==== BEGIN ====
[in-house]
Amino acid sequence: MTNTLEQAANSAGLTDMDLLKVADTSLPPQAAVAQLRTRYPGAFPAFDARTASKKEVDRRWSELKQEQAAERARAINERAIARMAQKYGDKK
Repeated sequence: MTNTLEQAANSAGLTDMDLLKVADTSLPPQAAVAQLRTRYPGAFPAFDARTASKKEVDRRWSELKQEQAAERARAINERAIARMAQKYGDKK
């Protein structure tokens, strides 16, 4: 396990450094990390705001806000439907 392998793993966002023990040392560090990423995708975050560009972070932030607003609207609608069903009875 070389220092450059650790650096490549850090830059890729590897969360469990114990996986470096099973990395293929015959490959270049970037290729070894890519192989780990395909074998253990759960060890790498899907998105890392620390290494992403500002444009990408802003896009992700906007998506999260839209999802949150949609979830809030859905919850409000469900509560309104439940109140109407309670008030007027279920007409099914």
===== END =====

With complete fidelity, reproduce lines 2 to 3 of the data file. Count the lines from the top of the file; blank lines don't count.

Amino acid sequence: MTNTLEQAANSAGLTDMDLLKVADTSLPPQAAVAQLRTRYPGAFPAFDARTASKKEVDRRWSELKQEQAAERARAINERAIARMAQKYGDKK
Repeated sequence: MTNTLEQAANSAGLTDMDLLKVADTSLPPQAAVAQLRTRYPGAFPAFDARTASKKEVDRRWSELKQEQAAERARAINERAIARMAQKYGDKK